London, UK

### 13 thoughts on “Tableau for Excel users – Part 2 – Calculated fields”

1. Alex Kerin says:

Great post guys. It’s one of the first things that I try to get people to conceptually understand. “If you were doing this in Excel, would you have a new number on every row in a new column, or would you have a single number at the bottom of the columns?”

Because we are once removed from the raw data in Tableau compared to Excel, it’s so critical for people to get this difference.

1. Tom says:

Good point about being removed from the data – I hadn’t realised that is probably why this can sometimes seem complicated.

Cheers, Tom.

2. Tips For Excel says:

I have used a parameter to make a chart show either sales or revenue. How can I format my metric in a calculated field so that I see “£” when I select revenue and not when I select sales? Cheers guys!

1. Mike says:

I assume you’re trying to get that to appear in the tooltip? A trick around this is to create a calculated field. IF (Parameter=[Revenue],”\$”,””) and then put that calculated field in front of the metric in the tooltip. Be sure to include the new calculated field in Level of Detail.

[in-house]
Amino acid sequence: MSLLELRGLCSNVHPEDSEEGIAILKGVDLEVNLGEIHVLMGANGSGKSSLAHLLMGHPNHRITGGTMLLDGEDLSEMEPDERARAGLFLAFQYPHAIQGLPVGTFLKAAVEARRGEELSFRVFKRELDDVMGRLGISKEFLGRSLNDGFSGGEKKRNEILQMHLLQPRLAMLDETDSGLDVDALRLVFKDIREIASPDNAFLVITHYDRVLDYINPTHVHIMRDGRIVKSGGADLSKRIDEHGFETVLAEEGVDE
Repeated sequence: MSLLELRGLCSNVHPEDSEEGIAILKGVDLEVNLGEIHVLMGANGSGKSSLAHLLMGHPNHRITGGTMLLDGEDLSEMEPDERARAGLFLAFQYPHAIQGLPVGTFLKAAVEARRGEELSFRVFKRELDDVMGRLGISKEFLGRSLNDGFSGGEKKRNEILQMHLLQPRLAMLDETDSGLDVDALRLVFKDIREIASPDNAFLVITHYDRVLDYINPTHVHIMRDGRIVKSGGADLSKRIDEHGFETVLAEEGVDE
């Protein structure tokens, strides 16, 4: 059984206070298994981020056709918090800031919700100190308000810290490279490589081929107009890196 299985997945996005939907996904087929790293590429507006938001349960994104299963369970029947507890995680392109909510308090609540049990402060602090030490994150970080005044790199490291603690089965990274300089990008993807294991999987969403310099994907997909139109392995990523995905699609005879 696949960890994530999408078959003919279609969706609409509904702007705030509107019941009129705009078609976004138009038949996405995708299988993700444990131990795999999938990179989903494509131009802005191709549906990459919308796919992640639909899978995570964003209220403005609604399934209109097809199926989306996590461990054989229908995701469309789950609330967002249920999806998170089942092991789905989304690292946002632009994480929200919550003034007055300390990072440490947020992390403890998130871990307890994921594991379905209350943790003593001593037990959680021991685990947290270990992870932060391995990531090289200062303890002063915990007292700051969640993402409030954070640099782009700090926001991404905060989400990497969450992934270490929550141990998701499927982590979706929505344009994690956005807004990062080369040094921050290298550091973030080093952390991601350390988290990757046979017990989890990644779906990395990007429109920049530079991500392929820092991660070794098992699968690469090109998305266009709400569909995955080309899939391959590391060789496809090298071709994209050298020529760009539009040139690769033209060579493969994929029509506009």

1. Wendy says:

Brilliant! problem solved! Thanks Mike

3. Akshay says:

How to replicate weibull function from excel in Tableau?

4. Mary Wilson says:

In Excel I have paid date column headers and totals underneath each for certain facilities. I have a percent change over prior column that takes the latest paid date and divides it by the week before. How do I calculate this in Tableau?

1. Shrey says:

how the Pofit Ratio calculated returning us the SUM(Profit) / SUM(Sales) as a percentage value

5. Todd says:

The images in this article are no longer showing up. Part I images are fine.

6. Harsha says:

Thanks for sharing